A bit of a late note on an interesting case for the comparative binder. Thank you very much indeed Sarah McKibbin for flagging Tiger Yacht Management Ltd v Morris  FCAFC 8. See further review in the meantime by Michael Douglas here. The Court dismissed Tiger’s appeal from orders made providing for it to be served out of the jurisdiction: The case involves a shareholders’ dispute concerning individuals and companies incorporated outside Australia – where appellant is a shareholder in a foreign company which wholly owns Australian subsidiary. At 100 the relevant points are well summarised.
The discussion essentially concerns ‘exorbitant’ jurisdiction under English and Australian law in a modern context, considering principles of comity and forum non conveniens. At 89, reference is made to Lord Sumption in Abela v Baadarani  4 All ER 119, a quote worth reciting in full:
This characterisation of the jurisdiction to allow service out is traditional, and was originally based on the notion that the service of proceedings abroad was an assertion of sovereign power over the defendant and a corresponding interference with the sovereignty of the state in which process was served. This is no longer a realistic view of the situation. The adoption in English law of the doctrine of forum non conveniens and the accession by the United Kingdom to a number of conventions regulating the international jurisdiction of national courts, means that in the overwhelming majority of cases where service out is authorised there will have been either a contractual submission to the jurisdiction of the English court or else a substantial connection between the dispute and this country. Moreover, there is now a far greater measure of practical reciprocity than there once was. Litigation between residents of different states is a routine incident of modern commercial life. A jurisdiction similar to that exercised by the English court is now exercised by the courts of many other countries. The basic principles on which the jurisdiction is exercisable by the English courts are similar to those underlying a number of international jurisdictional conventions, notably the Brussels Convention … and the Lugano Convention…The characterisation of the service of process abroad as an assertion of sovereignty may have been superficially plausible under the old form of writ (We command you …). But it is, and probably always was, in reality no more than notice of the commencement of proceedings which was necessary to enable the defendant to decide whether and if so how to respond in his own interest. It should no longer be necessary to resort to the kind of muscular presumptions against service out which are implicit in adjectives like ‘exorbitant‘. The decision is generally a pragmatic one in the interests of the efficient conduct of litigation in an appropriate forum.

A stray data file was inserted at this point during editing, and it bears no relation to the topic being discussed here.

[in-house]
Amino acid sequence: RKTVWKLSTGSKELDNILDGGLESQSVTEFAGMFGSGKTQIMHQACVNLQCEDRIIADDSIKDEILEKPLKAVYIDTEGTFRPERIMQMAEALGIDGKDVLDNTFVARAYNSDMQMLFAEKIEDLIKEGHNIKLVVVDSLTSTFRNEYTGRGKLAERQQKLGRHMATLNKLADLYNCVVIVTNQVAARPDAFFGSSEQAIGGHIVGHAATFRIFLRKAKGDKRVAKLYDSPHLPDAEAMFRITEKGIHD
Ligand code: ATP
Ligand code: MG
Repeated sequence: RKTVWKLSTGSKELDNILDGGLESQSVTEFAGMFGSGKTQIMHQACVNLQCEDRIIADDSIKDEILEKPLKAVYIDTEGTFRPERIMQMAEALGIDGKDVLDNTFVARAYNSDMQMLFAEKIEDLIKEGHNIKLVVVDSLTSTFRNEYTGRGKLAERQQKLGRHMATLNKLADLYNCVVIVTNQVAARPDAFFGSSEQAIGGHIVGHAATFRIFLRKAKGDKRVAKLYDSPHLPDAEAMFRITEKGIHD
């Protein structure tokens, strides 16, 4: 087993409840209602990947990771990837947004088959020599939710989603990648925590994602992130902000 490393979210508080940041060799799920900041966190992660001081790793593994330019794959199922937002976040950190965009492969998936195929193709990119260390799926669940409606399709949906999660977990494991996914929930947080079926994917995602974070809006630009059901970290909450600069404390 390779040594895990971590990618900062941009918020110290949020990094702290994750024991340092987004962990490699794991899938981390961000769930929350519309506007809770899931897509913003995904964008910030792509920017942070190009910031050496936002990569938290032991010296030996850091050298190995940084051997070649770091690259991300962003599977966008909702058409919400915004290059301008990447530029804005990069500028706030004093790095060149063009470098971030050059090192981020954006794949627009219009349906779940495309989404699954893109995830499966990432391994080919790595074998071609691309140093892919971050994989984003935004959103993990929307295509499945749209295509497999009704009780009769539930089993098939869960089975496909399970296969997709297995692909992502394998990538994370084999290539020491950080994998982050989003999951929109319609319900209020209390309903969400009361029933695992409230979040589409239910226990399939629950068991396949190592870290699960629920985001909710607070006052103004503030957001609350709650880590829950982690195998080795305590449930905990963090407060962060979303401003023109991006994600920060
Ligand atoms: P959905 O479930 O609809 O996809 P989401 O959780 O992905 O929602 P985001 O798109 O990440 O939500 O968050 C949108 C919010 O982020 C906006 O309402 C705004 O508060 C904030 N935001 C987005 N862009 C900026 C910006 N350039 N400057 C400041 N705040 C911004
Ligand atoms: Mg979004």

The High Court then notes a difference in the approach of forum non between the English and the Australian common law: at 90: ‘The test in the [UK] focuses upon a consideration of the ‘more appropriate forum’: Spiliada Maritime Corporation v Cansulex Ltd  3 All ER 843. Whereas, Voth (1990) 171 CLR 538 establishes the clearly inappropriate forum test as the test to be applied in Australia.’ Arguably the Australian test leads to a more ‘parochial’ outcome: it is more likely than the English test to lead to jurisdiction being established.
As Michael notes, the core business of the foreign parent, MC2, was to manage the affairs of its subsidiaries, including the Australian company, MA. That involved the management supervision of boatbuilding activities in Australia through Mr Morris, who was resident in Australia. Connections with Australia are strong, therefore. Michael also makes an important point on the current era of globalisation (and, I would add, special purpose vehicles): jurisdictions’ reach over corporations set up outside of the jurisdiction, often to avoid some of its laws (whether tax laws or otherwise) but with strong links to it, is likely to have to be entertained increasingly. That is the case for Australia. It is also the case for the EU and elsewhere, among others under the corporate social responsibility and human rights due diligence agenda.